# Why are these two functors isomorphic?

Let $A$ be a local noetherian ring, $M$ an $A$-module finitely generated. Let $f$ be an $A$-regular and $M$-regular element (i.e. $f$ is not a zero divisors on $A$ nor on $M$). Then inside the category of $A/fA$-modules (I think we can suppose finitely generated), we have the following isomorphisms of functors:

Ext$^n_{A/fA}(M/fM,\_)\cong$ Ext$^n_A(M,\_)$ for every $n\geq0$

Ext$^n_{A/fA}(\_,M/fM)\cong$ Ext$^{n+1}_A(\_,M)$ for every $n\geq0$

I found this theorem into some notes but I don't know how to prove it. I'm even not sure to understand what it means, it seems to imply that the functor Ext$^n_A(M,\_)$ is defined on the category of $A/fA$-modules. Could you tell me how to prove it and could you help me to understand better the statement, please?

-
I guess, it is meant like, for all $A$-modules $M$ and $N$: $$\mathrm{Ext}^n_{A/fA}(M/fM,\ N/fN) \cong \mathrm{Ext}^n_A(M, N)$$ I tried to prove it for $n=0$, i.e. for the case of $\ \mathrm{Hom}\$ functor, but couldn't finish. Probably some property of local rings is needed to be considered. – Berci Sep 20 '12 at 14:31
$A/f$-modules can be considered as $A$-modules by change of rings using the map $A \twoheadrightarrow A/f$. That's why, with some abuse of notation, we can talk about $\operatorname{Ext}_A^n (M,N)$ for $N$ an $A/f$-module. Which notes are you reading? – m_t_ Sep 20 '12 at 16:14
@mt_ this one: archive.numdam.org/ARCHIVE/SAC/SAC_1966-1967__1_/… – Chris Sep 23 '12 at 0:58

Let $R,S$ be rings, let $\phi:R \to S$ be a ring map. Then we have functors $\uparrow = \uparrow_R^S : \operatorname{mod}_R \to \operatorname{mod}_S$ ("induction") and $\downarrow = \downarrow^S_R : \operatorname{mod}_S \to \operatorname{mod}_ r$ ("restriction") defined as follows: $M \downarrow$ is the $R$-module with the same underlying set as $M$ and with $R$-action $r \cdot m := \phi(r)m$ and $N \uparrow : S \otimes _R M$, where the right-action of $R$ on $S$ is $s\cdot r := s\phi(r)$.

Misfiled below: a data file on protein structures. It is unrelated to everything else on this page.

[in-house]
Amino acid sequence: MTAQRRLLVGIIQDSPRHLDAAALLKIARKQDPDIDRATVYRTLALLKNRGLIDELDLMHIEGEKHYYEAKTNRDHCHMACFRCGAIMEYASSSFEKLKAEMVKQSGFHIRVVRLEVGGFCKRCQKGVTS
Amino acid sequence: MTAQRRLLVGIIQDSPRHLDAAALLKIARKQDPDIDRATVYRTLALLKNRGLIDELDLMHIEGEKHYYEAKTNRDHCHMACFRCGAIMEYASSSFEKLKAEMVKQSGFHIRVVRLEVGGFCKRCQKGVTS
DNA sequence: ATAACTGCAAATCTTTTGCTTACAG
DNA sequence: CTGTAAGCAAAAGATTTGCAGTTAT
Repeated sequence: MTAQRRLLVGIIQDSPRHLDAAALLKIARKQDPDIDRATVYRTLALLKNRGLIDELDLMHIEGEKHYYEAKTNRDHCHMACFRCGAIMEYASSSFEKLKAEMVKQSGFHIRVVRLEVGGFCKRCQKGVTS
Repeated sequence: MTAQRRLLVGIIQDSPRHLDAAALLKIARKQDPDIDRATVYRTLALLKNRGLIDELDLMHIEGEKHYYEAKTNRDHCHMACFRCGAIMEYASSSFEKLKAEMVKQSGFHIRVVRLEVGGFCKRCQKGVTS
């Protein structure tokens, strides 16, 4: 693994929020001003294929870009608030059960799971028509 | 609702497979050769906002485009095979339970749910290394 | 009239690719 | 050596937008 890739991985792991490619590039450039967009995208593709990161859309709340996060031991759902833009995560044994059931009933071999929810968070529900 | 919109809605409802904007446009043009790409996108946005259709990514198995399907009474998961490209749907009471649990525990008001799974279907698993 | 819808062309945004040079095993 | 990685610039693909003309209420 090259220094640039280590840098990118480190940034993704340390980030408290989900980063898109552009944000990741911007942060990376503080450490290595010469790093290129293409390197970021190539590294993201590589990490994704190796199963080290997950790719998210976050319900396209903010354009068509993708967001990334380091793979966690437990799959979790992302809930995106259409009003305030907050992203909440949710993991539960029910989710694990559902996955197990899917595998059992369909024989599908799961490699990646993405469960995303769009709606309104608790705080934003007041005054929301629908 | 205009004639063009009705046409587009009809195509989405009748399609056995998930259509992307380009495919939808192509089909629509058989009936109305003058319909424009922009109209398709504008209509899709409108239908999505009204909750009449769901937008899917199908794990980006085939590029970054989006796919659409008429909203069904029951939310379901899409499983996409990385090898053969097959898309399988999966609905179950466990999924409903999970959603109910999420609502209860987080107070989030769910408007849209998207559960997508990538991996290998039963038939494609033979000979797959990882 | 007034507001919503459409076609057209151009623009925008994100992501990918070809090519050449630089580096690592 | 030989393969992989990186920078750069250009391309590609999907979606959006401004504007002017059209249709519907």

Example: $\phi$ is a quotient map $A \to A/f$. Then $N \uparrow = A/f \otimes _A N \cong N/fN$.

In general we have $\hom_S(M\uparrow, X ) \cong \hom_R( M, X\downarrow)$ - see Cartan and Eilenberg p.29. This is "change of rings" and says that induction and restriction are mutually adjoint functors. We always have a map $\phi^*: \operatorname{Ext}^n_S(M\uparrow, X) \to \operatorname{Ext}^n_R(M, X\downarrow)$ (use the Yoneda definition of Ext for example). It is not an isomorphism in general, but if $\operatorname{Tor}^R_n(S, X) = 0$ for $n>0$ it is an isomorphism (CE page 118).

In your case, a projective resolution of $A/f$ over $A$ is given by

$$0 \to Af \to A \to A/f \to 0$$

To compute the Tor groups, tensor with $M$:

$$0 \to Af \otimes _A M \to M \to M/f \to 0$$

(making some identifications). The only way this could fail to be exact is if $xf \otimes _A m \mapsto xfm$ were not injective, but $f$ is not a zero divisor on $M$. Thus all higher Tor groups vanish.

-
To type the up/down arrow you need to say \mathord\uparrow; otherwise, being a relation, it gets the spacing wrong: compare M\uparrow=N $M\uparrow=N$ vs. M\mathord\uparrow=N $M\mathord\uparrow=N$ (inthe first case \uparrow= gets interpreted as a single relation, and spaced accordingly) – Mariano Suárez-Alvarez Sep 24 '12 at 9:03
@Mariano thanks, I'd always hacked that with backslash exclamation mark but felt vaguely guilty about it. – m_t_ Sep 24 '12 at 9:22